Though no difference was observed in remission rate of Lactobacillus GG, VSL#3 showed higher remission rate than that of placebo group (RR = 1.67, 95%CI[1.06, 2.63]). Both S boulardii and Lactobacillus GG showed similar result about the relapse rate in subgroup mate-analysis, but the relapse of patients with placebo showed higher rate than VSL#3 (RR = 0.29, 95%CI[0.10, 0.83]). The frequency of complications was similar in all subgroups. The side-effects motioned in the studies were relatively minor including diarrhea, abdominal pain, arthralgia, bdominal bloating, and some discomfort.
In summary, EcN 1917 has a similar efficacy with the mesalazine, the commonly used drug for IBD patients. While both S boulardii and Lactobacillus GG showed no advantage compared with placebo, the mixed probiotics, VSL#3, presented better results.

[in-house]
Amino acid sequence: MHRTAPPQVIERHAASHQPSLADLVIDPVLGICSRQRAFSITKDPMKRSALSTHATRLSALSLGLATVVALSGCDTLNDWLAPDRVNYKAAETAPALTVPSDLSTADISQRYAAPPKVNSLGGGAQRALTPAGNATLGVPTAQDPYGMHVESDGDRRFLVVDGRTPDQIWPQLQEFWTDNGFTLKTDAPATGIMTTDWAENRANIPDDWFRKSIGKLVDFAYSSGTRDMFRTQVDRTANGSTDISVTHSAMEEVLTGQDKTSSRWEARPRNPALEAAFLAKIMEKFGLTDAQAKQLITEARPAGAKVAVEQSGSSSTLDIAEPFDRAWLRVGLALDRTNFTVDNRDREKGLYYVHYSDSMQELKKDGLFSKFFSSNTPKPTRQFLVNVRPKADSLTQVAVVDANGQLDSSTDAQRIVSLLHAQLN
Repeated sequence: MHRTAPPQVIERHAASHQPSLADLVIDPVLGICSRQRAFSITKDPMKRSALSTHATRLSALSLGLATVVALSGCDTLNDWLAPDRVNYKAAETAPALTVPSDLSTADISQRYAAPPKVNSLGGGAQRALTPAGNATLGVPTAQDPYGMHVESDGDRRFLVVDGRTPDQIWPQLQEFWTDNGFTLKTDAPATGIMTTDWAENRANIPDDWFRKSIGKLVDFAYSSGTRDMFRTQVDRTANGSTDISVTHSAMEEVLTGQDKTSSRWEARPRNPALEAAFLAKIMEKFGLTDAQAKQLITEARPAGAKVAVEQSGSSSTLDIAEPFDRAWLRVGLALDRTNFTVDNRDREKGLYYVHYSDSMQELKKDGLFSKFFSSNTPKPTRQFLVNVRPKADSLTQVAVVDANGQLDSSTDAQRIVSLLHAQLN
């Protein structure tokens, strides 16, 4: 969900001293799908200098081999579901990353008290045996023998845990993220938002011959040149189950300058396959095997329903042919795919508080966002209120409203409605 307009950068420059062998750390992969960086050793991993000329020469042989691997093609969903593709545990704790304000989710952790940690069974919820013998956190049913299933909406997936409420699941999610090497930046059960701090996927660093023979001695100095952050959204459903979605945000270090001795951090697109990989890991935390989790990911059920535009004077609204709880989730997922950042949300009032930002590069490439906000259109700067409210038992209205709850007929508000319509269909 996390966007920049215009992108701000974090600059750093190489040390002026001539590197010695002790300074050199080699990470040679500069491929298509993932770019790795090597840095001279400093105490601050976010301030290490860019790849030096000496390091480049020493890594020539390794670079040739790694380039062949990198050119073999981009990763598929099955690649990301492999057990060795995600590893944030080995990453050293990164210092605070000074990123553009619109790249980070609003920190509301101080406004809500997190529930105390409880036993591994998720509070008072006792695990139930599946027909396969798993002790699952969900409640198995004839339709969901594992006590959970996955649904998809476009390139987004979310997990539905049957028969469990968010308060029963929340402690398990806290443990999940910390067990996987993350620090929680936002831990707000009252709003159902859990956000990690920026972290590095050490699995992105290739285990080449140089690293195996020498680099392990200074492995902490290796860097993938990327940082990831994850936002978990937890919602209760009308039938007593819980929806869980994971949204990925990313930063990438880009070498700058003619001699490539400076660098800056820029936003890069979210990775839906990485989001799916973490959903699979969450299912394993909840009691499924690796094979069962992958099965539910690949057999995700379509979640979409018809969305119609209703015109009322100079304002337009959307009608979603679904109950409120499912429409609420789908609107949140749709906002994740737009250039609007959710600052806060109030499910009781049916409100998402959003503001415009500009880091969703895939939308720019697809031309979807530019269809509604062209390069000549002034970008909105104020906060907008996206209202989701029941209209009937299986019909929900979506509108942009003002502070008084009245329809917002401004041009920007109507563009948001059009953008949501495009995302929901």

There were some potential limitations in this study. Some high heterogeneity was observed in the meta-analyses. As subgroup analysis has been conducted, high heterogeneity was attributable to the different types to some extent. Few articles have been involved in our studies and few patients were enrolled in the trials, which could generate the possibility of bias. Besides, some other parameters of the patients could influence the result of the treatment and increases the risk of flare-up. Future studies with high quality about the different probiotics used to IBD patients should be conducted.
More information: Pichet Praveschotinunt et al, Engineered E. coli Nissle 1917 for the delivery of matrix-tethered therapeutic domains to the gut, Nature Communications (2019). DOI: 10.1038/s41467-019-13336-6
Journal information: Nature Communications
Provided by Harvard University